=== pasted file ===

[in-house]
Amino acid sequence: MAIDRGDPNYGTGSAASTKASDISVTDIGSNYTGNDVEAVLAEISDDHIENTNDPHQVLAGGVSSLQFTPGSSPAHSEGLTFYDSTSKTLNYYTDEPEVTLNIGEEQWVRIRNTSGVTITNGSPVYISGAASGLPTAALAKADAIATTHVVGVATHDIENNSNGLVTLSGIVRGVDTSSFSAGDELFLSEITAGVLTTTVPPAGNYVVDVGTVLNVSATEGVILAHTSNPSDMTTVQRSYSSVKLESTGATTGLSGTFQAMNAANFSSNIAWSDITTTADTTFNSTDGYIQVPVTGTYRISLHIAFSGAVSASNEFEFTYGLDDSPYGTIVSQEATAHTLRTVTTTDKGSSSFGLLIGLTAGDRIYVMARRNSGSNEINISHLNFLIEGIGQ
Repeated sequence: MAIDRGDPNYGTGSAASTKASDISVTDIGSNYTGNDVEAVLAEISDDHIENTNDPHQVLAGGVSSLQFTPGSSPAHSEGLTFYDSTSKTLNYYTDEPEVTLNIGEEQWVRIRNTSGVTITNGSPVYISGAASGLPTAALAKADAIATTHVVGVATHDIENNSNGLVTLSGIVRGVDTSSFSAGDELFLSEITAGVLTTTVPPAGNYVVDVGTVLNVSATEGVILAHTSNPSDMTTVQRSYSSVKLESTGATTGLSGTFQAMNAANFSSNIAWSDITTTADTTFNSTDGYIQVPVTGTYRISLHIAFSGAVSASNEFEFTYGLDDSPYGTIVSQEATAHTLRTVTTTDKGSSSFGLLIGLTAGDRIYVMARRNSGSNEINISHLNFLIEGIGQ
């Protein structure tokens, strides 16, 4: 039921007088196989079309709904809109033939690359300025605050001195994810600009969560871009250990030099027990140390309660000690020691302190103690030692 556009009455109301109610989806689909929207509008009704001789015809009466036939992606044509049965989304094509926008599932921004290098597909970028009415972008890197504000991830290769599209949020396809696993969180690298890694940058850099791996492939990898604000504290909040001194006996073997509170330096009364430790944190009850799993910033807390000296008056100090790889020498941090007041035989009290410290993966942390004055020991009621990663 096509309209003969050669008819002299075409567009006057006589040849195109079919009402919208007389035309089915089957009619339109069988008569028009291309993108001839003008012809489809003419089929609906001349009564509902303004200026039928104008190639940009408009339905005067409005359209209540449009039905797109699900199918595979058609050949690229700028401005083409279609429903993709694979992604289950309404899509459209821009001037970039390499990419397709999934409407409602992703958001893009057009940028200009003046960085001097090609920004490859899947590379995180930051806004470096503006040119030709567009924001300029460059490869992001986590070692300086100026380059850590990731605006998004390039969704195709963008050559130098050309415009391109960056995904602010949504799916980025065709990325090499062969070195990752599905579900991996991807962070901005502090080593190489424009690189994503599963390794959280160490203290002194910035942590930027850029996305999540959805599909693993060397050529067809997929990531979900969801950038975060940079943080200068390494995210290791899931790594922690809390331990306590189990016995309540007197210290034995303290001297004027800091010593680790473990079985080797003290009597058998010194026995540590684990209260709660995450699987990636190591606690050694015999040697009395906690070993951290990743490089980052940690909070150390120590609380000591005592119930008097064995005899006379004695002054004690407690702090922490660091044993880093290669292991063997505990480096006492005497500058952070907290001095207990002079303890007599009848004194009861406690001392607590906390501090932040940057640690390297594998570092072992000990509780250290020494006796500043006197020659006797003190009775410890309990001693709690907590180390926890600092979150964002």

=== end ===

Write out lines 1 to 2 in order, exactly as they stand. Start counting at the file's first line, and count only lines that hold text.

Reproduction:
[in-house]
Amino acid sequence: MAIDRGDPNYGTGSAASTKASDISVTDIGSNYTGNDVEAVLAEISDDHIENTNDPHQVLAGGVSSLQFTPGSSPAHSEGLTFYDSTSKTLNYYTDEPEVTLNIGEEQWVRIRNTSGVTITNGSPVYISGAASGLPTAALAKADAIATTHVVGVATHDIENNSNGLVTLSGIVRGVDTSSFSAGDELFLSEITAGVLTTTVPPAGNYVVDVGTVLNVSATEGVILAHTSNPSDMTTVQRSYSSVKLESTGATTGLSGTFQAMNAANFSSNIAWSDITTTADTTFNSTDGYIQVPVTGTYRISLHIAFSGAVSASNEFEFTYGLDDSPYGTIVSQEATAHTLRTVTTTDKGSSSFGLLIGLTAGDRIYVMARRNSGSNEINISHLNFLIEGIGQ